I came across an interesting technique while reading the book The Art of Learning – An Inner Journey to Optimal Performance by Josh Waitzkin [Waitzkin]. According to the bio, Josh Waitzkin is an eight-time National Chess Champion and a 2004 World Champion of the martial art Taiji Push Hands.
The author describes a technique of “Mental Conditioning” where he programs opponents to unconsciously adopt short-term conditioned responses. Though described mainly in the context of chess, Push Hands and psychology, the idea seems readily applicable to kendo. The idea is to “cultivate methods of systematically controlling [your] opponents’ intention [Waitzkin p.153]” and “provoke a pattern of action/reaction in [your] opponent [Waitzkin, p. 154].”
This article covers the technique in the context of Push Hands, its applications to kendo and some thoughts on it.
The Technique Applied to “Throwing” an Opponent in Push-Hands
Here’s a brief summary of the technique for “throwing” an opponent to the ground detailed in Chapter 14 of [Waitzkin]. The example illustrates one way to program the opponent.
You push an opponent (O) and O may push back or lean on you. If and when O responds, you would then support some of O’s weight. You would momentarily become one of O’s legs – a crutch. Then you back off. This may be repeated until you are certain that O has been programmed to respond “reflexively” and push back. It apparently needs to be performed subtly so that O is never aware of the programming.
When ready to perform the throw, you start to push O gently again. Just before or as soon as O starts to lean on you, this time you immediately back off (to remove O’s expected “leg” support instantly) and pull O towards you to further O’s imbalance. This facilitates his falling and your performing the throw. Done well, O would have no clue as to what happened.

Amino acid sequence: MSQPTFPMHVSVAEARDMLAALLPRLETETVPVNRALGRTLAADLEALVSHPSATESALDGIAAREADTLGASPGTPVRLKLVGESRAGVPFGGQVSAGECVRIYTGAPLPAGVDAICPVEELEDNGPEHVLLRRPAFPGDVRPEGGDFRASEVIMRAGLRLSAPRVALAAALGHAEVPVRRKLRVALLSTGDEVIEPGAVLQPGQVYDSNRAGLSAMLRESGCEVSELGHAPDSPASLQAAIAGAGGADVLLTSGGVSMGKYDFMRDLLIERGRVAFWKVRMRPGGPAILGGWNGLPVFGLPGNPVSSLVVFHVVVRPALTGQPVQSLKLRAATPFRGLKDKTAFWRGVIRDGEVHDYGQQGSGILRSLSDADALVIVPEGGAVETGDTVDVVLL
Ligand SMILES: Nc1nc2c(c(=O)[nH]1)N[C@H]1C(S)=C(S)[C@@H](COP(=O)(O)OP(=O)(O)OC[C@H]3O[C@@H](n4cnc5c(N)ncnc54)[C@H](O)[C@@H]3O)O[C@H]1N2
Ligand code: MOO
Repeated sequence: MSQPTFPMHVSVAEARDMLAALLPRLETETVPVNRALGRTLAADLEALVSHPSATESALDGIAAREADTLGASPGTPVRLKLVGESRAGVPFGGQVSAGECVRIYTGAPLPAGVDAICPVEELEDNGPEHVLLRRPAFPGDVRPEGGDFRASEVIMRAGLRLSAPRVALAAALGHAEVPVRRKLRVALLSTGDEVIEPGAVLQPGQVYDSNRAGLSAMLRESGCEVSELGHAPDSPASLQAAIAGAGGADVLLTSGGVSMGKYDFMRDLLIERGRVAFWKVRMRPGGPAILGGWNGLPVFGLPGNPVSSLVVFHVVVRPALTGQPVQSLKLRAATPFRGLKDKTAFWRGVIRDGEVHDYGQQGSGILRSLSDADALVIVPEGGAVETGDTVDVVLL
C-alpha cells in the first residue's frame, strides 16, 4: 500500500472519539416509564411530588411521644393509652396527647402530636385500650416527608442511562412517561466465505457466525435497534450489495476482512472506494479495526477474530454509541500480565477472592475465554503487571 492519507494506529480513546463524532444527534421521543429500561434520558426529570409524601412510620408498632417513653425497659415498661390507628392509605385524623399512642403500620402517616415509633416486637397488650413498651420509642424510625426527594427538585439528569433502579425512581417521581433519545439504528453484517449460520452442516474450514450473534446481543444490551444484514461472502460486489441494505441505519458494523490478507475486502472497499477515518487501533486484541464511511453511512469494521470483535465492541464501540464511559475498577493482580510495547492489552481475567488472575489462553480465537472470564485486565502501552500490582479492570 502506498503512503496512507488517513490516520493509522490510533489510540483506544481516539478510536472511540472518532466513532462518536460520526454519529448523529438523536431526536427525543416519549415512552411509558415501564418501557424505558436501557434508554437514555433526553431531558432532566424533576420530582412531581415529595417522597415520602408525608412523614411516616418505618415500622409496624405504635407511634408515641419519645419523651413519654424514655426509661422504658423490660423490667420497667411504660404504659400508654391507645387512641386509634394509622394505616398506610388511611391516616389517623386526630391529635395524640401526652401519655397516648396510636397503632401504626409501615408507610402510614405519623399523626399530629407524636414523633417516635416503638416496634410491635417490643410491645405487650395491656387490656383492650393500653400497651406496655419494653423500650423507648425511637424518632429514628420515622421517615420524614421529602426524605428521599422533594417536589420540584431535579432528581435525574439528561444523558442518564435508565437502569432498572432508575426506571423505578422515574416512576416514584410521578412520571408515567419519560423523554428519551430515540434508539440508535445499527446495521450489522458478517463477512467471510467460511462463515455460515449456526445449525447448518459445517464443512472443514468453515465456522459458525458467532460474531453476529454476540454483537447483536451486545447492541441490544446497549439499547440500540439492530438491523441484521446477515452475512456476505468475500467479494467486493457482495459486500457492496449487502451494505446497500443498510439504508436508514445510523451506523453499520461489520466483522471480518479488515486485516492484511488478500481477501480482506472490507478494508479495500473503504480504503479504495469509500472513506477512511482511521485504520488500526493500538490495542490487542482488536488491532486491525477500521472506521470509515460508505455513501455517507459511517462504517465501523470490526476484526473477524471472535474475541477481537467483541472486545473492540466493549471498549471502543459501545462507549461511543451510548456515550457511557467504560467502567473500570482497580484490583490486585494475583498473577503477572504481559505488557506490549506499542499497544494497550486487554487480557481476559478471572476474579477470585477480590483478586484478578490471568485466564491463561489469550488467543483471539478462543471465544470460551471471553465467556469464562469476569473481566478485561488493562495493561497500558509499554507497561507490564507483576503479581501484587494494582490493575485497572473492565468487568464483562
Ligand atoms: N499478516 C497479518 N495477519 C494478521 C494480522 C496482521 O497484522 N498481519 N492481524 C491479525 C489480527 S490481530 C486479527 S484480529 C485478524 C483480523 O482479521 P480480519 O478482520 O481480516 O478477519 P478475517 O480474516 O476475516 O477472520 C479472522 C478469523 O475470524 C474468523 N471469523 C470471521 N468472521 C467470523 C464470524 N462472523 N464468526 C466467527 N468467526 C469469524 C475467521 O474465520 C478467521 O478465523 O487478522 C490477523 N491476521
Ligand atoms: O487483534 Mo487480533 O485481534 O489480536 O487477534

Applied to Kendo
There are probably many ways of applying this principle of “programming the opponent” in kendo. Two come to mind readily. By applying brief and interspersed moments of subtly-increasing pressure of your ken-saki (sword tip) against O’s ken-saki (assuming chudan kamae‘s) and then releasing the pressure, it may be possible to program O to respond reflexively to counter that pressure. This may help create an opening to strike a kote or men. Or, it could be applied when your hands and O’s hands are locked together in tsubazeriai. By applying brief and interspersed moments of subtly-increasing downward (or upward) pressure with your hands or tsuba on O’s hands or tsuba and then releasing the pressure, it may be possible to program O to respond reflexively to that pressure. This may help create an opening to strike hiki-do or hiki-kote (or hiki-men).
This technique may seem manipulative or underhanded. Certainly, the intention is to create a pattern of behavior or a habit in another person “unbeknownst” to that person. However, it is pervasive. As revealed in [Duhigg], some companies devote a large amount of effort to “program” consumers to purchase products. And for those familiar with co-dependency in psychology, this is one way for a co-dependent to “program” significant others to depend on him/her and control them. Nonetheless, even if unused, I believe it is worth being aware of the technique at the very least. This way you may be able to recognize when an opponent is attempting to program you and to avoid falling for it.
Finally, of course, the technique may not be needed if and when you have already managed to identify existing and usable patterns of behavior in the opponent.
[Duhigg] Charles Duhigg, The Power of Habit – Why We Do What We Do in Life and Business, Random House, 2014.
[Waitzkin] Josh Waitzkin, The Art of Learning – An Inner Journey to Optimal Performance, Free Press, 2007.
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